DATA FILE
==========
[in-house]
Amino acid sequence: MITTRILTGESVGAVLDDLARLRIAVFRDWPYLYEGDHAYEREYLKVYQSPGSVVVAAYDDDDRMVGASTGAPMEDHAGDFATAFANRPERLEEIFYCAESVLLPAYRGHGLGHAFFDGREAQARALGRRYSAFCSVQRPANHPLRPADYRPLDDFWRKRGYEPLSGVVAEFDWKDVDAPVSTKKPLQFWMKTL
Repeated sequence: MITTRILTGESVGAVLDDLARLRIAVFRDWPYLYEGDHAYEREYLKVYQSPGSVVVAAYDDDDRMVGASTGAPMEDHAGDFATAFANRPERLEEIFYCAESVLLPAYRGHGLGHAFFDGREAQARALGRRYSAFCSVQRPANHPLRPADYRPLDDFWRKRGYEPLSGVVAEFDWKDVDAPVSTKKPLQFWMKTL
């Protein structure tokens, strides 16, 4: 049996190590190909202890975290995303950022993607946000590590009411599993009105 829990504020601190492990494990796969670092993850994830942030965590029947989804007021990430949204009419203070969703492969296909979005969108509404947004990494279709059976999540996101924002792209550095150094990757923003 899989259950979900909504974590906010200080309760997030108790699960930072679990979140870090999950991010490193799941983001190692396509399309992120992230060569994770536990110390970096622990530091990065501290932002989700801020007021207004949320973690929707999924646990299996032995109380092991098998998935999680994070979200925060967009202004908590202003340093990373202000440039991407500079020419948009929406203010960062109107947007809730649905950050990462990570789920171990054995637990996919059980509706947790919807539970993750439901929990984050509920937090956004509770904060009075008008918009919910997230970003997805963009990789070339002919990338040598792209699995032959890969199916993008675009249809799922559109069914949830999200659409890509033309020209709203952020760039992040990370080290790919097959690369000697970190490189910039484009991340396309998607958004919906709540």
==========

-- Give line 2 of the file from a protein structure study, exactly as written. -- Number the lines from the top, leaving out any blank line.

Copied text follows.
Amino acid sequence: MITTRILTGESVGAVLDDLARLRIAVFRDWPYLYEGDHAYEREYLKVYQSPGSVVVAAYDDDDRMVGASTGAPMEDHAGDFATAFANRPERLEEIFYCAESVLLPAYRGHGLGHAFFDGREAQARALGRRYSAFCSVQRPANHPLRPADYRPLDDFWRKRGYEPLSGVVAEFDWKDVDAPVSTKKPLQFWMKTL